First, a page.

Monday, September 28, 2009


Dear readers, I eat lunch at home some days when I don't get the dog sitter. This is mainly to allow my dog to relieve herself. I mean, I know the feeling of being trapped in a car when nature calls. A cage must be worse.

Anyhow, on Friday, when I came home for lunch, I had a postcard to mail and as I was walking out to the mailbox I saw the mailman driving up. Perfect timing.

In more ways than one. Had I not been out there right then, I doubt I would have discovered (at least for another few days) the Siamese cat that was under one of my bushes. I wondered what was making all the rustling noise and I walk over to see this poor thing camping out under a shrub.

Important side note: I am allergic to cats. I don't mean the dander makes me sneeze. I mean cats make my head explode into a drippy, teary mess. Some years ago, a friend's cat fell out of her arms and the cat, desperately trying to arrest its fall, grabbed onto the closest thing it could... my thigh. Where claws punctured my skin, I immediately developed painful, itchy blotches, much like you would get in an allergy test (which, incidentally is exactly what happened when I was allergy tested).

So, with all that in mind:

  • I see this cat and I want to help it
  • I absolutely do not want to touch it
At first, I figured I'd be rational. We have a "cat lady" down the street. My next door neighbors once told me "she owns, like, 50 cats." This may well be true. Her cats litter (no pun intended) the cul de sac. Some says, turning your car around is like running one of those courses in car ads where the car has to swerve to avoid stuff...

Anyhow, I walk over yesterday morning to say hello and "Oh, by the way, do you happen to have a Siamese?"

She said, sadly, no. But... and maybe this means I should be nice to cat ladies... she goes "I've seen that cat around the neighborhood, but it sure doesn't seem to have a home."

Essentially, the cat lady has a catalog of neighborhood cats. This is a good resource.

OK, so... a few casual conversations with neighbors later, no one knows whose cat this is. Least of all the cat lady who would most assuredly know all of her neighbors' cats.

So, I email the humane society. This, after a call to some of the no-kill shelters reveals that no one, apparently, is accepting cats at the moment. Awe. Some.

The humane society emails me back first thing this morning and it was encouraging. Basically, they cannot take any cats either unless I have proof the thing has all its shots. This cat, right here in my front yard, has no form of ID on hand (or collar). So that's out.

So she recommends I call kill-em-all-if-not-picked-up-in-72-hours Animal Control... BUT then she says that as soon as Animal Control picks up my cat, to give her the reference number because "she has a soft spot for Siamese cats."

Hooray! Guaranteed rescue!

See, I don't like cats in particular. But I do like animals and I would much prefer not to send any cat to kitty Auschwitz. This, seemed to be a winning plan.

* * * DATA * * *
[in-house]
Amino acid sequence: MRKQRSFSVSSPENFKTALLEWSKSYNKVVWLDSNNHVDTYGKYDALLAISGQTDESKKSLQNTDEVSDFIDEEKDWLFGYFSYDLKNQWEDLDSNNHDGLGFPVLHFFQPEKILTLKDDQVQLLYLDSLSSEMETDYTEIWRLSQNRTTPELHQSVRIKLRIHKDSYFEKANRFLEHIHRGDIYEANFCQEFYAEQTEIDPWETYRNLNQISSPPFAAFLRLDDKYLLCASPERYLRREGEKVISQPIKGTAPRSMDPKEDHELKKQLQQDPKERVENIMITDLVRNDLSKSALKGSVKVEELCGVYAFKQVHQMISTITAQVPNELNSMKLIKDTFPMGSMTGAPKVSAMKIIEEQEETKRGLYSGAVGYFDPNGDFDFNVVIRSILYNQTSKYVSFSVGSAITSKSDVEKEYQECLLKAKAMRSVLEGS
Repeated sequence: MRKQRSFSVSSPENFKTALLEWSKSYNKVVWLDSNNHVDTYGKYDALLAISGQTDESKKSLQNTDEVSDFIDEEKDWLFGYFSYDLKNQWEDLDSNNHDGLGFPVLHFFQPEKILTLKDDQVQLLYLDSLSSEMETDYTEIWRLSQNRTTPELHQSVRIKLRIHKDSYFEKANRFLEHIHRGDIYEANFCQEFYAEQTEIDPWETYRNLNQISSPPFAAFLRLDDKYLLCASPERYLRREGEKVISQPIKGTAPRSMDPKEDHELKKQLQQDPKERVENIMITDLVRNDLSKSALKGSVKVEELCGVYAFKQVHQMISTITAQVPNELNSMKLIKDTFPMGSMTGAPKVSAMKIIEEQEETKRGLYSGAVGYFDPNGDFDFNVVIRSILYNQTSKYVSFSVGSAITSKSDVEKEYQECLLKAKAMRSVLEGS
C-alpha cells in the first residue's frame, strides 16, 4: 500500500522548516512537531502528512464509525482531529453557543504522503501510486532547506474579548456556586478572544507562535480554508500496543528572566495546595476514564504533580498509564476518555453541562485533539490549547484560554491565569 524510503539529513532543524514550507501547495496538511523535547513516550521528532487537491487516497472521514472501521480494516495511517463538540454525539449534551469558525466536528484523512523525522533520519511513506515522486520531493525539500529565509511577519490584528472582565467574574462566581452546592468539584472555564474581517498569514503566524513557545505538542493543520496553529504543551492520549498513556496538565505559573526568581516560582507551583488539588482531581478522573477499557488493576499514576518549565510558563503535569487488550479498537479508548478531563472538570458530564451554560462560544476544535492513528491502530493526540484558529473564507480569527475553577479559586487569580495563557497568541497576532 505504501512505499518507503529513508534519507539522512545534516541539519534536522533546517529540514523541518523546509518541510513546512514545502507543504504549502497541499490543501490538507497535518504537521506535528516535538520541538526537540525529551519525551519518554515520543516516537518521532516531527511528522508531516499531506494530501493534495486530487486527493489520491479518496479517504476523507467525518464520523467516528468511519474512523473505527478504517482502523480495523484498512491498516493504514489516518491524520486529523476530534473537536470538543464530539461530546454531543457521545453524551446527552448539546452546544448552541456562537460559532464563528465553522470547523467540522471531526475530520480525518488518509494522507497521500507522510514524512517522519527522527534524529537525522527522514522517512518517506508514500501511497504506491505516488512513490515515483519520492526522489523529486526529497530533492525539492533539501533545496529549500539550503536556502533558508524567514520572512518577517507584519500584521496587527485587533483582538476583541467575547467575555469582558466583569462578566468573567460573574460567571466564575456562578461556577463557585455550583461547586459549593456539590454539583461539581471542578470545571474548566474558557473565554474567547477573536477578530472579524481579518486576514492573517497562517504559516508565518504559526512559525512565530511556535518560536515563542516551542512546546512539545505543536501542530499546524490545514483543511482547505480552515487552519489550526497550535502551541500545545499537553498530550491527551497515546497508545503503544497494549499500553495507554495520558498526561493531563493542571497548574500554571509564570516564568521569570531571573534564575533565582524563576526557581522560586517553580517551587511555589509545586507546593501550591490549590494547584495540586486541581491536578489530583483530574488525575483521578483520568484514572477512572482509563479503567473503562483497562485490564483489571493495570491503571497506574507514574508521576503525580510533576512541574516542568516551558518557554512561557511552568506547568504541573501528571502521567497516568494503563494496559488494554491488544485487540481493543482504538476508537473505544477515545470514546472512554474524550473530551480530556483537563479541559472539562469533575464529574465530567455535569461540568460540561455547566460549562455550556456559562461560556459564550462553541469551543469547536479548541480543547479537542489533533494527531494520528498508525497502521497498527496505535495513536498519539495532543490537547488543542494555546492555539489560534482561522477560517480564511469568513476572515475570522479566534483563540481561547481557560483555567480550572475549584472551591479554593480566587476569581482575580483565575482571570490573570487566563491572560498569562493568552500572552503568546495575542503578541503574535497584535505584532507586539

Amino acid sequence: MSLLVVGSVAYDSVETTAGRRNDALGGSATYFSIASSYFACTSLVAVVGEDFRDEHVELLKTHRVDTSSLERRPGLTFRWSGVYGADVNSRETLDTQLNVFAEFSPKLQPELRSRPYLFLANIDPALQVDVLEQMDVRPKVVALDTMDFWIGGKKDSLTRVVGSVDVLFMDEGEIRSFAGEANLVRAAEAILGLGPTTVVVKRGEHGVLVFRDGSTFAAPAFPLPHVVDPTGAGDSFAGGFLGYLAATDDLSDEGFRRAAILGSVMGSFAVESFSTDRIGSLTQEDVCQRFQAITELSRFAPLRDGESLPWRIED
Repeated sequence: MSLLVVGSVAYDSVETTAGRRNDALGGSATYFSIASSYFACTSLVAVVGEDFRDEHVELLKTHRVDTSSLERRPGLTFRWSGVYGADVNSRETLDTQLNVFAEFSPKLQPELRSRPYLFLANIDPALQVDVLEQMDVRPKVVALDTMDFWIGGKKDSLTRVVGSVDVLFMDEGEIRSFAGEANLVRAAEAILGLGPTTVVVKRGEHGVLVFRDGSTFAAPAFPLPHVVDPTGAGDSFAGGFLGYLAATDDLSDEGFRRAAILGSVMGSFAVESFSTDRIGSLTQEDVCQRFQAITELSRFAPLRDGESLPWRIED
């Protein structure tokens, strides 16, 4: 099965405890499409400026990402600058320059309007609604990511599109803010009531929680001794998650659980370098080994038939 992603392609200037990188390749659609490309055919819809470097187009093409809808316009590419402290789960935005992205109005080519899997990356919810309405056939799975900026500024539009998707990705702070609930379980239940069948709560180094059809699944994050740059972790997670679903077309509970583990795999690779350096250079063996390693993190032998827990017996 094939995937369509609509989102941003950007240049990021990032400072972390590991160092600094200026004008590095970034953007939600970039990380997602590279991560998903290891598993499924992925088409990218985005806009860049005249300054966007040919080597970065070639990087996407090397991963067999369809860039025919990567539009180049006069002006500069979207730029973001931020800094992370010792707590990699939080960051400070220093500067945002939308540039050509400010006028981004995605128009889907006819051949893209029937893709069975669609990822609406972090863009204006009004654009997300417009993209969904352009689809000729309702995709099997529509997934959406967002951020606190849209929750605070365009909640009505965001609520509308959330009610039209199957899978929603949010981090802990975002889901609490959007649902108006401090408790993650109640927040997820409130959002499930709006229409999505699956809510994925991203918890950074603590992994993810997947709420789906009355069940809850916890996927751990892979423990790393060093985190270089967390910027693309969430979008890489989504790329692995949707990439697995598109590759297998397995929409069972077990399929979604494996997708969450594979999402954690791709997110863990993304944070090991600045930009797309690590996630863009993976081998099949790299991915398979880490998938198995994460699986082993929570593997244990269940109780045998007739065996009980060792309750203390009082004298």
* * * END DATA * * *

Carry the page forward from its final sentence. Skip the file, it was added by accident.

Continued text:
I call Animal Control, feeling good about things. I do not reveal that someone is going to swoop in and take this cat. I just want it picked up. No prob. They'll be by tonight. And then I hear the words "Please confine the cat."

"Umm... I'm allergic to cats."

"Well, figure out a way to get it in your bathroom because our guys will not chase a cat."


I must have looked like a fine fool grabbing my work gloves from the garage, scooping up this cat, carrying it at arms length into my house and into the guest bathroom. I put a little dish of milk in there to be nice.

You would think - hope even - that this animal that was using my shrubs as a poor shelter to weather a couple inches of Friday and Saturday night rain would be grateful to be indoors with some minor form of sustenance. You, my friend, would be wrong.

Cat tried to make a bee-line for the living room. Umm... NO. Do not push the limits of my generosity, cat. I have gone far-and-away to make sure your little life goes on past Thursday. You can sit in bathroom. Thankyouverymuch.

Anyhow, I now sit and wait for Animal Control. Updates to come...

Friday, September 25, 2009

On Dunbar's Number

I read a fair amount of pop-econ and pop-psych. For instance, Malcolm Gladwell's excellent books, such The Tipping Point, and recently, Outliers. I recently read Chris Anderson's Free, breaking down the potential of companies (or bands) to make money by giving stuff away.

It's interesting to see some topics arise in several of these books and one I've seen in the above - and in some other articles lately - is Dunbar's Number.

In basic terms, Dunbar's Number is 150 - being the maximum size of a given person's true social network. The number was established through research... of course there is some dispute that 150 is the number, but, Dunbar did notice some interesting things. You can find plenty of examples through history of societies that broke apart into two groups when their total populations exceeded 150. Roman army units were made up of 150 soldiers.

The idea is that, once you exceed 150 people in a group, cohesiveness - or common mutual interest - begins to erode. (Warning: that is also an oversimplification).

Most of us, these days, have much larger social networks. I have, somehow, 346 friends on Facebook.

But in reality, do I correspond with all 346? No. It is much easier to keep up to speed on folks. I am happy to know how some people are doing that I don't often talk to. It saves long "catch up" chat that existed before the advent of online social networks. All that is grand.

But functional social groups, I have decided, cannot be so big. Think of a wedding party. Small weddings tend to result in one common experience. You ask my friends about my wedding, they probably tell the same story. Now think of a 350-person wedding. The room divides itself up, partially because, well, there are so many people you don't need to hang out with those other people. Your experience at the wedding is likely different from those of the folks on the other side of the ballroom.

None of this means you should have a certain kind of wedding. The point is, we have limits in our abilities to relate to one another. There is point where you stop caring about the needs of some others because your own self-interests can be supported by an entirely different group.

And once again... this isn't bad. Life would be tiresome if we were always forced to act strictly in the interests of a group. We're not stranded on a desert island. But it's valuable to think that due to the number of people we interact with, we tune out some and put extra emphasis on others. That doesn't lead to a complete view of anything.